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 » Full Dark, No Stars - Stephen King's new novella questions mankind's ability to trust others.
[02.21.2011 by Bridget Doyle]

MUSIC

 » The Top 30 Albums of 2010 - Fashionably, fabulously late, our favorite music (and believe me, there was a LOT) of 2010, the year that some have called the best year for music ever. And only some of those fools work here. Plenty of usual suspects, lots of ties and a few surprises that I won't spoil, including our unexpected #1.
[12.24.2010 by The LAS Staff]

MUSIC

 » Live: Surfer Blood/The Drums at Lincoln Hall, Chicago, IL - Remember when Weezer used to put together records that you could sing along to and rock out to? That's what Surfer Blood's show was like!
[11.04.2010 by Cory Tendering]

Music Reviews

Screaming Females - Castle Talk
»Screaming Females
Castle Talk
Don Giovanni
Trent Reznor & Atticus Ross - The Social Network [Original Soundtrack]
»Trent Reznor & Atticus Ross
The Social Network [Original Soundtrack]
The Null Corporation
Deerhunter - Halcyon Digest
»Deerhunter
Halcyon Digest
4AD
No Age - Everything in Between
»No Age
Everything in Between
Sub Pop
Robyn - Body Talk Pt. 1/ Body Talk Pt. 2
»Robyn
Body Talk Pt. 1/ Body Talk Pt. 2
Konichiwa
The Walkmen - Lisbon
»The Walkmen
Lisbon
Fat Possum
Solyoni
The Princess Market
Velvet Fallopian Tube

Rating: 8/10 ?


September 19, 2006
I love salad dressing. But salad dressing is more than a mere condiment for drenching my piles of veggies and greens; I use dressing to soothe the sting of atomic wings, as a breath freshener when there's little time for mouthwash, as a chaser to stale beer, and, from time-to-time, as a treat to lap from the bare stomachs of my many lovers. But for all my passion for (and deviance with) salad dressing, I never thought of creating art about it. Yet Solyoni, the Seattle-based collective fronted by Ohio natives Dan Lurie and Dominic Aulisio, muse over a particularly tasty dressing in ridiculously catchy fashion on the opener of their new album, The Princess Market.

On "Sweet Honey Catalina," Lurie croons: "You moved from the bottom shelf into my heart now/ I left you on the counter way too long now/ And now I can't get another drop out of you now." Before hearing this album, I often overlooked how intriguing things like salad dressing are to us. Solyoni are masters of such minutiae, of making the kinds of observations that delivered Jerry Seinfeld to fame and fortune, of capturing the nothingness of everything that envelops our daily lives.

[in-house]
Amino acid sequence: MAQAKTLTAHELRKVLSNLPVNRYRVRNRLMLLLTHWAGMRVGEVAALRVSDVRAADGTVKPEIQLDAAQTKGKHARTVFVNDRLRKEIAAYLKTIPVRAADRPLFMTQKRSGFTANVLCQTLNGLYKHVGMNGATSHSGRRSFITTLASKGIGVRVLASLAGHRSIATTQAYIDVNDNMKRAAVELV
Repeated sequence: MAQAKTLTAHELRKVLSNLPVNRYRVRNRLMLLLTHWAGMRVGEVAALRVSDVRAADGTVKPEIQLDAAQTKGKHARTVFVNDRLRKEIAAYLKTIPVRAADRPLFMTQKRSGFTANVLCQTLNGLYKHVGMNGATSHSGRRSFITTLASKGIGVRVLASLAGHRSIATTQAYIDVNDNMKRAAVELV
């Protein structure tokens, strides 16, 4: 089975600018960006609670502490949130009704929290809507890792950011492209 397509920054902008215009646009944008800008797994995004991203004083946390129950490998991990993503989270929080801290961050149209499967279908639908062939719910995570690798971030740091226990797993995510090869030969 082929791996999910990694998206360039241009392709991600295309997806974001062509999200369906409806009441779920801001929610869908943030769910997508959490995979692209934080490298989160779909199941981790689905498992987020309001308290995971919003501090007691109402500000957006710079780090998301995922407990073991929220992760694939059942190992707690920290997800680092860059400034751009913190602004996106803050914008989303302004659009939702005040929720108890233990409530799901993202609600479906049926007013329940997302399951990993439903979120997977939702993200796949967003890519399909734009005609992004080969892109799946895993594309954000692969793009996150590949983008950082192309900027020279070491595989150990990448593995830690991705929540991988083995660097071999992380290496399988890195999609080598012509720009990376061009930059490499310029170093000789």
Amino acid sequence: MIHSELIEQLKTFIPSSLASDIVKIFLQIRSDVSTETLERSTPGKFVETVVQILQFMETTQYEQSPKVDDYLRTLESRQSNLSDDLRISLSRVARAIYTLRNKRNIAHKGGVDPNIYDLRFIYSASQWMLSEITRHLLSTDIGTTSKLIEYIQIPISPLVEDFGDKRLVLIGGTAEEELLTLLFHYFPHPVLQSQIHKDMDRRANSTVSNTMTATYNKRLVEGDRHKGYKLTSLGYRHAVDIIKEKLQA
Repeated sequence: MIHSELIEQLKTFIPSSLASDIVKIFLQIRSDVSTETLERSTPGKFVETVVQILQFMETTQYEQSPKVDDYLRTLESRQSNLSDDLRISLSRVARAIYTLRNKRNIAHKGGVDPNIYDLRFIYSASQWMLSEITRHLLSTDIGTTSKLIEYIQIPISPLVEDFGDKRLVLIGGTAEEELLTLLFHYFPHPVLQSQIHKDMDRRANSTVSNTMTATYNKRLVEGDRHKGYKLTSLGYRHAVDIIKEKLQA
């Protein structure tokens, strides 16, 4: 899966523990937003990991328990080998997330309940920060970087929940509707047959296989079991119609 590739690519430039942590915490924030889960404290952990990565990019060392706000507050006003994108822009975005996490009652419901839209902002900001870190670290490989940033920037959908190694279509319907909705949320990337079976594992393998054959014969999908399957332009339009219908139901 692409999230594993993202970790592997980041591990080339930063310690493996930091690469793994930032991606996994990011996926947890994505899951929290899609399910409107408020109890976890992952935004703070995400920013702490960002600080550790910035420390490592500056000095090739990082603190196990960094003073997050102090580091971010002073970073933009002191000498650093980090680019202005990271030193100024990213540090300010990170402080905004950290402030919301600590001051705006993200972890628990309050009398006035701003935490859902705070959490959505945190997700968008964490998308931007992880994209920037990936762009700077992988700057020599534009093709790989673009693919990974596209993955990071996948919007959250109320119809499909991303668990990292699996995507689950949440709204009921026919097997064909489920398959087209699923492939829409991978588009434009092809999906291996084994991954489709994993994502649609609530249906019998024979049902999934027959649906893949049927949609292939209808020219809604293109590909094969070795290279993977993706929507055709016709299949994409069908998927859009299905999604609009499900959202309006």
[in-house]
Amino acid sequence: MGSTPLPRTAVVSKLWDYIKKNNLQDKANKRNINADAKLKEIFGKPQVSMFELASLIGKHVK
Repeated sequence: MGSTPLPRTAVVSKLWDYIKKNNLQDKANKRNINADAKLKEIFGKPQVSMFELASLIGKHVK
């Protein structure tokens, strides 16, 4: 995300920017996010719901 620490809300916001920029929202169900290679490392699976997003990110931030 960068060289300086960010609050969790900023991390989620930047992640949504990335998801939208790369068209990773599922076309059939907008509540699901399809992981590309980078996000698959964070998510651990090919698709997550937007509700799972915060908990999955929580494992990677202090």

The Princess Market, Solyoni's second LP, is a departure from their 2004 album, Prairie Monsters, which chronicled a failed cross-country trek of Lurie and Aulisio. Prairie Monsters, composed primarily of acoustic numbers, explored a journey into the heartland of America, echoing the melancholy sounds of Woody Guthrie, Johnny Cash, and Bruce Springsteen, while noticing with amusement the oddities of small-town America. The Princess Market is less evocative and more provocative, with more pop-inspired songs and abstract observations about everyday life. This is Jackson Pollock and Andy Warhol through electric guitars and amplifiers.

On "Parachutes (When Will I See Those Zartan Blue Eyes Again?)," the album's best, Aulisio remembers a childhood of playing outside with G.I. Joe figures, recalling: "Pink flack jacket filling up with lead/ a daisy in your teeth couldn't hear what you said/ fire in the metal in the midnight blue/ they gave us paper bags for parachutes." Other efforts explore the intricacies of "Burt Reynolds Heart," "Invisible Ink," and the sensation of being "Kicked in the Head by a Horse."

Lurie and Aulisio share songwriting duties, while Aaron Semer and Jose Sandaval turn out catchy riffs and solos. Zeppelin-tinged acoustic chords, reminiscent of "The Rain Song," introduce "Invisible Ink," while grungy licks and a group sing-a-long conclude the album on "Pink Cotton Dress." Chris Pierson on bass, Jon Kilian on drums, Robert Lurie on guitar, and Mark Bentz on horns round out the collective. Solyoni's music is rarely crisp or polished, and at times the rhythm section lags behind the guitar work. Aulisio's voice is stronger than Lurie's, which cracks and strains at times. But the melodies are memorable and the songs rock more than enough to make you want to shake it like a Polaroid on the dance floor.

And now, after digesting Solyoni's The Princess Market, I'm off to find a bottle of Sweet Honey Catalina to pour all over my latest lover, to be followed by an epic battle between the forces of G.I. Joe and Cobra amongst the sticky bed sheets. That's the kind of catchy, and kitschy, album this is.

Reviewed by Eric J. Morgan
Originally from Cleveland, Ohio, Eric J. Morgan is a Ph.D. candidate in history at the University of Colorado. He has an orange cat named Nelson and longs for the day when men and women will again dress in three-piece suits and pretty dresses to indulge in three-martini lunches and afternoon affairs.

See other reviews by Eric J. Morgan

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